Sunday, January 26, 2014
Next week at our Masses we will be celebrating the Presentation of the Lord. Each year on February 2nd, we celebrate the day when Mary and Joseph presented the infant Jesus at the Temple in Jerusalem. Two things actually happened on the 40th day following the birth of a firstborn son of a Jewish family: the mother was purified and ready to reenter the temple grounds after having been ritually unclean for the period after giving birth. The son was then presented and dedicated to the Lord at the Temple. For the presentation, sacrifices were offered to God.
There’s an interesting history behind this practice of presenting the son. It goes back to the Exodus and the plague of the death of the firstborn that the Lord sent upon Egypt. All the firstborn sons in Egypt were struck down on the night of Passover, except for the families of the Israelites, whose homes were marked with the blood of the lamb, and the angel of death passed over them. The lives of the firstborn sons of Israel were spared. Because of that, all the firstborn sons of Israel were to be set apart, holy, and consecrated to the Lord’s service.
Traditionally, the Presentation is when the candles used in the Church for the year would be blessed. That is why this feast is often referred to as “Candlemas,” also called “Candelaria” in Spanish. It is a wonderful opportunity to celebrate Jesus who is Christ our Light. The feast is always celebrated on February 2nd, and for the first time since 2003 falls on a Sunday. The celebration of the Presentation takes precedence and next Sunday we will celebrate it instead of the 4th Sunday in Ordinary time. Why tell you this week? Because next week’s celebration is special. There will be a candlelight procession at each Mass and each of us will be given a candle which will be lit and blessed. After Mass we will take our candles home.
The new Roman Missal calls us to more fully enter into the rites and rituals, seasons and movements, of our liturgical year. The celebration of the Presentation of the Lord is just one of the ways in which we participate in the life of the Church.
Sunday, January 19, 2014
Last week we concluded the Advent and Christmas seasons. We now transition into the 34 weeks of Ordinary Time that are broken up by Lent and the Easter season. You’ll have noticed that our Art and Environment Committee made some changes in our worship space.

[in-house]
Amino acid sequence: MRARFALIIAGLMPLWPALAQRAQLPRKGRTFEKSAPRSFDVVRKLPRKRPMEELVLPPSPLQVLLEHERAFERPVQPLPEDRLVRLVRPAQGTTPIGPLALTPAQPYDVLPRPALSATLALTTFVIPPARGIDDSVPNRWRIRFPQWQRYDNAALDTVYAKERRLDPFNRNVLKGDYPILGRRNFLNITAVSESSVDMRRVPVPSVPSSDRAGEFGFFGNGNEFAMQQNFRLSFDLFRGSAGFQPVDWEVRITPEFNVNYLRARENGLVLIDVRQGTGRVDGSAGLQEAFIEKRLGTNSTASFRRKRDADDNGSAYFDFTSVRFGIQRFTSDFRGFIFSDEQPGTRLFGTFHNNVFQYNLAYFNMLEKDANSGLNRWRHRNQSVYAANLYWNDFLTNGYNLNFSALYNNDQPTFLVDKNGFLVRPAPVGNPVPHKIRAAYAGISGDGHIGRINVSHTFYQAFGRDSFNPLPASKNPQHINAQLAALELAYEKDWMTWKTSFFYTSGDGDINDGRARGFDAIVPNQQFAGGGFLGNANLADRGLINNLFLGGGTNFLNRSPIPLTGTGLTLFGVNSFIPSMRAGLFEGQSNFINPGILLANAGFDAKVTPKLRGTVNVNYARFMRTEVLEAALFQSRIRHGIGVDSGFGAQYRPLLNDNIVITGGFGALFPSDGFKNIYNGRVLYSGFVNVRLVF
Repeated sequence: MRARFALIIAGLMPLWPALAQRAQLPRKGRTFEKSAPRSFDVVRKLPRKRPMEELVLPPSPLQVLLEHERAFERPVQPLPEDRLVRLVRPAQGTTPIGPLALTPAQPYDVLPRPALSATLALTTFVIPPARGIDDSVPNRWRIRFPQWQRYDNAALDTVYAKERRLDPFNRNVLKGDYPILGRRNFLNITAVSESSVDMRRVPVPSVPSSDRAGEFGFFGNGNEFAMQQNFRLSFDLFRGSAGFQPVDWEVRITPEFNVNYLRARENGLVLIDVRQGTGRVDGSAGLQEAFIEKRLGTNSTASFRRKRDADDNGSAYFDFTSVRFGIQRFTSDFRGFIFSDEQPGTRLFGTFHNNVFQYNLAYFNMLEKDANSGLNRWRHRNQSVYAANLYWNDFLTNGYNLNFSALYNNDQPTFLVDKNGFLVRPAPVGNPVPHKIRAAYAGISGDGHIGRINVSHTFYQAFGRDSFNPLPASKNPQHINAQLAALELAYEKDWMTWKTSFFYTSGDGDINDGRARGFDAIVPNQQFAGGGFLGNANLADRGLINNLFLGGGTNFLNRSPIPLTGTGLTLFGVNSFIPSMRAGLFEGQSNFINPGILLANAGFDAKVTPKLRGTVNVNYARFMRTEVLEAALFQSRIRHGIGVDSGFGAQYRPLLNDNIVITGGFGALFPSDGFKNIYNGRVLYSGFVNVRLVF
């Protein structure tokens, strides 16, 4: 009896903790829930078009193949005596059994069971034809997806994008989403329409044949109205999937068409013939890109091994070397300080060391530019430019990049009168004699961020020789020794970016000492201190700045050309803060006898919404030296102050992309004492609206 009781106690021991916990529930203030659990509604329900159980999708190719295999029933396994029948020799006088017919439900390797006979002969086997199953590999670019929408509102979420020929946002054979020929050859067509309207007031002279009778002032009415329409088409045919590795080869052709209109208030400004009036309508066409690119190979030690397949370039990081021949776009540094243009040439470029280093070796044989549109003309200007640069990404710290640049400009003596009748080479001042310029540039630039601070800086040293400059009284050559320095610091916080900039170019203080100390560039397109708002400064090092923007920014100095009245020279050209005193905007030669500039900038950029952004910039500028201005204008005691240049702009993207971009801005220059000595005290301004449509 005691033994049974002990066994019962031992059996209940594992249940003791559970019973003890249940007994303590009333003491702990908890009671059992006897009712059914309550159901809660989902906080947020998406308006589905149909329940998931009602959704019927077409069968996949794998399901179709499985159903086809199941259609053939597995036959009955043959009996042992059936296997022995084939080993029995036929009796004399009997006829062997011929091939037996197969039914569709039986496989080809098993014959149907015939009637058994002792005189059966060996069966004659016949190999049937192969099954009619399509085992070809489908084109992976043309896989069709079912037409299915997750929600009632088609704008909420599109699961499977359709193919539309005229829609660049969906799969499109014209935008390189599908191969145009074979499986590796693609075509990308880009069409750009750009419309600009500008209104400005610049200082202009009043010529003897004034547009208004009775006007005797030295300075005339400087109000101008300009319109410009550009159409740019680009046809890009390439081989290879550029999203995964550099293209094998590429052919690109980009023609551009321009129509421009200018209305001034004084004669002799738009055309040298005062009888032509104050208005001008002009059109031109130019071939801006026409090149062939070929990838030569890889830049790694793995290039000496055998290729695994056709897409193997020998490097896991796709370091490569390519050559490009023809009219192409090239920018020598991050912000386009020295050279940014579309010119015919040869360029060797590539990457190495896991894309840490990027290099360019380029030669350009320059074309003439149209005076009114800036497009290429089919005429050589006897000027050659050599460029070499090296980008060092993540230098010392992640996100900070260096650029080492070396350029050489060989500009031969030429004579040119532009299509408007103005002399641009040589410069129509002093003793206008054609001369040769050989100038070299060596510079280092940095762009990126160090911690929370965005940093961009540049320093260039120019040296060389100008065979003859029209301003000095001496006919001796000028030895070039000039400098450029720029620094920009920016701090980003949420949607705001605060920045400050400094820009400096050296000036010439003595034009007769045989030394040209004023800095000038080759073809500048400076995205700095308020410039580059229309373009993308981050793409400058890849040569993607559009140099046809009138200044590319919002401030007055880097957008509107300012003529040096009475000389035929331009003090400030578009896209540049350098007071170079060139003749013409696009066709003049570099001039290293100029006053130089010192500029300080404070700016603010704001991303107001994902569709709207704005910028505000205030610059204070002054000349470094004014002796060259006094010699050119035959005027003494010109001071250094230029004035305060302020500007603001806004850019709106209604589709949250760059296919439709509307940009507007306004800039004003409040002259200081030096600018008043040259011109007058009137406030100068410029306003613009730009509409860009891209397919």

The Stations of the Cross have been moved from the sanctuary wall of the church. This visually frees the sanctuary to be more prominent. The larger perk is that the stations are now handicap accessible. Also note that the fourteenth station is under the parish art of the Risen Savior, which becomes the 15th station.
Welcoming us into the church from the main lobby is Michael the Archangel. St Michael the Archangel is the patron of soldiers, military, police, and first responders; with all that is going on in our world, he is on duty. This is a gift from Omar Real who operates Camino Real Imports on Rio Grande in Old Town. He is also the donor of the various stands used in the environment. The black stands we’re using are temporary and will be replaced with wooden ones to match our other wood furniture.
The Marian shrine can now welcome flowers as well as can the shrine to St Joseph. Shrines are for prayers. Each shrine has a prayer located near it which you may find comfort in praying.
The Mandamus—or foot washing statue—is now elevated for better viewing and given a specific definition within the context of the upper room. This statue was donated by Monsignor Richard Olona and
is carved of beautiful olive wood.
The Marian Center which is also our parish pre-school is taking on a more defined Catholic identity. The environment there is being tied to the liturgy of the church.
The Art and Environment Committee works with the visual as prayer. Many make this space happen. Even the confirmation youth and parents assisted with the transformation our worship space. That includes setting up and taking down. Those who could climb ladders did, those who were artists or seamstresses plied their crafts. It truly takes a parish.
The Advent and Christmas season brought in many roses: statements like “prayerful”, “elegant”, “quieting” were some of the words used. Every church is a house of prayer. May our space continue to cause us to be more holy.
Sunday, January 12, 2014
As children, many of us learned from the Baltimore Catechism that Baptism “is the sacrament which cleanses us from Original Sin, makes us Christians, children of God, and heirs of Heaven.” The more recent Catechism of the Catholic Church expands that definition, saying that Baptism is “the basis of the whole Christian life, the gateway to life in the Spirit, and the door which gives access to the other sacraments. Through Baptism we are freed from sin and reborn as sons of God…” (CCC, p.1213)